Law Professor's Title IX course addresses timely issues in higher education

By Kristy Demas
U-M Law

In 1972, Congress passed Title IX of the Education Amendments, prohibiting discrimination on the basis of sex in federally funded education programs or activities. Professor Rebecca Veidlinger’s course, Title IX and Higher Education, covers the scope of sex discrimination and the legal issues and policies of how college campuses investigate and adjudicate sexual harassment and assault cases.

Veidlinger’s interest in gender-based discrimination took root when she was a graduate student studying public policy and women’s studies. After law school, she gained tremendous practical insight into the issue of campus sexual assault — as the sex crimes prosecutor for Monroe County, Indiana (home of Indiana University), and later as a Title IX investigator for the University of Michigan and as Michigan State University’s interim deputy Title IX coordinator. Currently, she is in private practice as a Title IX investigator and consultant, and is grateful to be teaching a course that draws from her considerable expertise—especially at this point in time.

“Today is a dynamic moment in Title IX jurisprudence due to the national attention on how campus sexual assault is addressed and the rising activism we have seen from many interested constituencies,” Veidlinger says.

Associate Dean for Academic Programming Gil Seinfeld agrees.

“Law and policy in the Title IX space has been the focus of extraordinary public scrutiny in recent years. It’s essential that our students have opportunities to learn about this subject matter, and we’re thrilled to have found a teacher as experienced and capable as Professor Veidlinger to offer the course.”

Veidlinger’s class looks at the impact of federal and state laws on investigations and compliance reviews, recent court cases, and regulatory change—such as proposed revisions to the Title IX regulations made by U.S. Secretary of Education Betsy DeVos. “Her proposed changes thrust Title IX back into the national spotlight and have the potential to significantly alter the way school-based sexual harassment and violence are handled by institutions,” Veidlinger said.

The revisions sparked an in-class project during which Veidlinger divided students into law firms representing three interest groups—university administrators, sexual assault victims/survivors, and advocates for the rights of the accused—and asked each to write their own Title IX regulations from their assigned viewpoint. “They raised a lot of interesting questions, illustrating how laws can be subject to different interpretations based on who is reviewing them and from which perspective,” she said. “We are all learning together that this is a challenging and fluid topic due to the changing nature of the regulatory framework.”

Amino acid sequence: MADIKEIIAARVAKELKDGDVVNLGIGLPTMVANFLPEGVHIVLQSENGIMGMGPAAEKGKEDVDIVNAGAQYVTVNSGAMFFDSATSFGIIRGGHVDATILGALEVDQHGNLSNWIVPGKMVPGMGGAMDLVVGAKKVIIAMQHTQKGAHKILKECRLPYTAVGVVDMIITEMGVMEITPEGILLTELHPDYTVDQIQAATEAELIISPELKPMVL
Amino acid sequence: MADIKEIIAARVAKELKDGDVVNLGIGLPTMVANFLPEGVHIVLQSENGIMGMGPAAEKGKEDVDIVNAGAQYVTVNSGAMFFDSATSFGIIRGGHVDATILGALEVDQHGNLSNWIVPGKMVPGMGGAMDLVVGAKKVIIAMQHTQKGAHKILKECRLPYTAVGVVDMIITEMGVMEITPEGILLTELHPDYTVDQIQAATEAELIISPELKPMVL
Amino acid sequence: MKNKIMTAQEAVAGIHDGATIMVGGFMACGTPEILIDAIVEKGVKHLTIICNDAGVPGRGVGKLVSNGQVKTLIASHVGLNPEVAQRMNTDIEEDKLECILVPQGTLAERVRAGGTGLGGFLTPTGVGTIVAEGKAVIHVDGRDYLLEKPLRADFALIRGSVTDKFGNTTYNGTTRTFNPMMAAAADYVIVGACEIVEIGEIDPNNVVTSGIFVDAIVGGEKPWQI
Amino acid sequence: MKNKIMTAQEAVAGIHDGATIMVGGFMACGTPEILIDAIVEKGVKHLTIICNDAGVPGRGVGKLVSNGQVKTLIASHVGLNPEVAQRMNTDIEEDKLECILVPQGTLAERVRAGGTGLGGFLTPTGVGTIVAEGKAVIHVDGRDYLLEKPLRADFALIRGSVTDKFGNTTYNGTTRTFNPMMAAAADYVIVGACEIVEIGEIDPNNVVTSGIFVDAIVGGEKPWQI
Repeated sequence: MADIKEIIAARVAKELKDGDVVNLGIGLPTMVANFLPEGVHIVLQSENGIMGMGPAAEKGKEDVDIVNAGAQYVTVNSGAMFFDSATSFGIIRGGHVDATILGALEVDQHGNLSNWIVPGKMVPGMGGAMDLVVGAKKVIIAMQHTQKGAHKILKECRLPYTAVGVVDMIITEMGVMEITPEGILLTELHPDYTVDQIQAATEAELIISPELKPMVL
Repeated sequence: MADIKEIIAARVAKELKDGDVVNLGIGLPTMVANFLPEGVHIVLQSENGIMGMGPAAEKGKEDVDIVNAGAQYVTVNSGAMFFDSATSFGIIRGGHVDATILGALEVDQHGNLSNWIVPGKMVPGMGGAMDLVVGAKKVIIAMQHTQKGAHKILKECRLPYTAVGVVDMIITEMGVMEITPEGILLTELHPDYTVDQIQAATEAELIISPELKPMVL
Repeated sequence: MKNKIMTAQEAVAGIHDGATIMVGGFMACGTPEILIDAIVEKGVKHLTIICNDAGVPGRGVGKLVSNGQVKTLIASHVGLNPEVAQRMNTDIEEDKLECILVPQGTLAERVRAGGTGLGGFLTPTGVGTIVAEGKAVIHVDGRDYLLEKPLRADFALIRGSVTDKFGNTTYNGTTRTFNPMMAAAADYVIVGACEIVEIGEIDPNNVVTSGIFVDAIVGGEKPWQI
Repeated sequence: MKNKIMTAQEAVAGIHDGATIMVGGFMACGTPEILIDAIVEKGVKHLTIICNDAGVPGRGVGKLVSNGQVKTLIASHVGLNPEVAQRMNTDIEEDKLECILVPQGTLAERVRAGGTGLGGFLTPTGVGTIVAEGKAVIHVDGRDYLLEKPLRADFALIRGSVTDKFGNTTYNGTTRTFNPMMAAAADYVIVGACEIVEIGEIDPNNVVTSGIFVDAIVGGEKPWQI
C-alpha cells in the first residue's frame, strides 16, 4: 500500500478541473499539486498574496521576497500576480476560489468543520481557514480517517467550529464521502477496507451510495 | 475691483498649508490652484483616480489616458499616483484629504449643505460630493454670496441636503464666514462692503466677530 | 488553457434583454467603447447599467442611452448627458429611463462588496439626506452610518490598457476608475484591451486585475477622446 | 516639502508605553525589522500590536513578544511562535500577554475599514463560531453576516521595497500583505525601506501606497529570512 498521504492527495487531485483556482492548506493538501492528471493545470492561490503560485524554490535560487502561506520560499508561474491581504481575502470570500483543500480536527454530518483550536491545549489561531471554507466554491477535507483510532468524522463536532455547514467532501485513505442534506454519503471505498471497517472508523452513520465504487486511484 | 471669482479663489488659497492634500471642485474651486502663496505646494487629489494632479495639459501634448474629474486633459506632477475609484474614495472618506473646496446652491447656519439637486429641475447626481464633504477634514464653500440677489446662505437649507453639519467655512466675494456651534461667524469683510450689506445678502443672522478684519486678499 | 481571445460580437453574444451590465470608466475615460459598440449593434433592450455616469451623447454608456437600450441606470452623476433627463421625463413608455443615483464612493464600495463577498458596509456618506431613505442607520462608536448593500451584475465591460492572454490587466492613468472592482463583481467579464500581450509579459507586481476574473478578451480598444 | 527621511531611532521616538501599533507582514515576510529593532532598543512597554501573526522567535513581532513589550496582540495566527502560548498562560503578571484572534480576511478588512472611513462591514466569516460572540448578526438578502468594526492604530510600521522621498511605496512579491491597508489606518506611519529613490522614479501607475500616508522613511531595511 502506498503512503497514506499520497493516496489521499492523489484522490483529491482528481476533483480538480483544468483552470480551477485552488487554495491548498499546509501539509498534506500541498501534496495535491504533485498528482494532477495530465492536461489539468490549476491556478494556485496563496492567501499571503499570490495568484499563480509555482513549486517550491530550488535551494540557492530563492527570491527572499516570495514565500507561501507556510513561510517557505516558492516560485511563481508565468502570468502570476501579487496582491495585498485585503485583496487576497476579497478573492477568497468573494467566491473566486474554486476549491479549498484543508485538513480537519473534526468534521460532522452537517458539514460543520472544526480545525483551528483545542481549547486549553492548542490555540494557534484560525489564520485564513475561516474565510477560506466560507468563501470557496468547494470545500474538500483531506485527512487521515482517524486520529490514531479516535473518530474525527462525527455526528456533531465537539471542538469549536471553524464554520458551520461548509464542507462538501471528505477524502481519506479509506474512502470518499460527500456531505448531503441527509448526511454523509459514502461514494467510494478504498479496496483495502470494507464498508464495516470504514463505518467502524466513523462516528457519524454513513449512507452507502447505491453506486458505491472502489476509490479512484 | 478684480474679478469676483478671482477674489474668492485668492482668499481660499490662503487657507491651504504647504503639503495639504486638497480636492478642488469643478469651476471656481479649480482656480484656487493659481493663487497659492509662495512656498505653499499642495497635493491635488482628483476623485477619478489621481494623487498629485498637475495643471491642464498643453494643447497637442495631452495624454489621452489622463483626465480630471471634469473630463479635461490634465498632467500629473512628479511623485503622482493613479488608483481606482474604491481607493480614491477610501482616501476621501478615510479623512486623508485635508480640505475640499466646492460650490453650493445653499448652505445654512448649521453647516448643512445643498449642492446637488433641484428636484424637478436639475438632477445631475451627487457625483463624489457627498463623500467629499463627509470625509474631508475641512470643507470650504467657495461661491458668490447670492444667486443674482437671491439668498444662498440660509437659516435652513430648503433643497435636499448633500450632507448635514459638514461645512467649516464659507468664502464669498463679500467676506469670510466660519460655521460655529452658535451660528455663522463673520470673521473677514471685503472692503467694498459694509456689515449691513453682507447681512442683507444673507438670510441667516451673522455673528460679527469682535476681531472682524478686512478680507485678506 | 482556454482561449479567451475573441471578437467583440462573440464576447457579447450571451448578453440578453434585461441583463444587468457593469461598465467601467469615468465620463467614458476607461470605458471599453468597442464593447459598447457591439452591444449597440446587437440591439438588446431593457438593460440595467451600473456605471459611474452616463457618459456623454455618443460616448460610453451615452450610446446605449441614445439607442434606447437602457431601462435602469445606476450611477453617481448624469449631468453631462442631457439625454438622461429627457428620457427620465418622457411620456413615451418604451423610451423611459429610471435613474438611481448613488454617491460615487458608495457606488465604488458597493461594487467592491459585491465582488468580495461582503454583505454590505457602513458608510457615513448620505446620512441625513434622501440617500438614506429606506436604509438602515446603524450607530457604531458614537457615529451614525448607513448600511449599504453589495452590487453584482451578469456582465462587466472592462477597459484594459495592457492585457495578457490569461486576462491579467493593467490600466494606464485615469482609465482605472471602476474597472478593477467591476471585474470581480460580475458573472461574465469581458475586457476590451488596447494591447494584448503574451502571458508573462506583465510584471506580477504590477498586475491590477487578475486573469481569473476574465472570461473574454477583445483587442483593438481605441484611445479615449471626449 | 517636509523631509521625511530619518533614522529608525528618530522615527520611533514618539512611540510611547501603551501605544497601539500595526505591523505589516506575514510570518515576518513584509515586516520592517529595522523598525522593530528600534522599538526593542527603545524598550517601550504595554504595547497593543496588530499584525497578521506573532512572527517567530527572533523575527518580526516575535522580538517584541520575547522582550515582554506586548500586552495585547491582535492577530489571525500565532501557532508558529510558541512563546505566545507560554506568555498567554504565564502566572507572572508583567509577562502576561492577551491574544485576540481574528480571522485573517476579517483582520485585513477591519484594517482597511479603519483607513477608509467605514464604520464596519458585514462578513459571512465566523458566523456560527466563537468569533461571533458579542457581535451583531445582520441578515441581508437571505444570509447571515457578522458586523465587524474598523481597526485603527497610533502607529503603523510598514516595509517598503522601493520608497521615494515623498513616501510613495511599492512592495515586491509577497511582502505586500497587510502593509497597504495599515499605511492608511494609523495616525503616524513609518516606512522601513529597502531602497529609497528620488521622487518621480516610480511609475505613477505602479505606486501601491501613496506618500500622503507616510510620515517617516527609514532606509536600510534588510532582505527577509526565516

Title IX is a weighty topic but Veidlinger is delighted by the passion it generates in her students—evenly divided by gender and diverse in their career interests. “Some are focused on gender equity and civil rights, but the majority are pursuing other career paths. Their interests range from patents to corporate law to real estate. It’s been great to see them really dig in to the details of Title IX law given their range of backgrounds and ultimate professional directions.”

After volunteering with campus sexual violence programs and becoming interested in being an advocate for victims of gender-based violence, 1L Kaitlyn Beyer wanted to study Title IX. “Learning from a professor whose insights come from so many sides of the issue made the class phenomenal. Professor Veidlinger taught us to critically evaluate policies based on what they are intended to accomplish and what incentives they create,” she said. “This forced me to challenge my own political views and made me a better student for it. When I begin my legal career, I will take the skills I gained in this class to think critically, advocate clearly, and keep fighting for effective policies and programs that support the people as they are intended to do.”

It’s just the balance Veidlinger wanted to strike. “My hope is that by the end of this course, my students are legally informed to the fullest extent about Title IX. Recent regulatory reform guarantees that Title IX will remain a topic of public debate. I hope my students take what they learned in class to contribute knowledgeably and thoughtfully to the public conversation. I have faith that our students, tomorrow’s lawyers, can look critically at these important issues and make a difference.”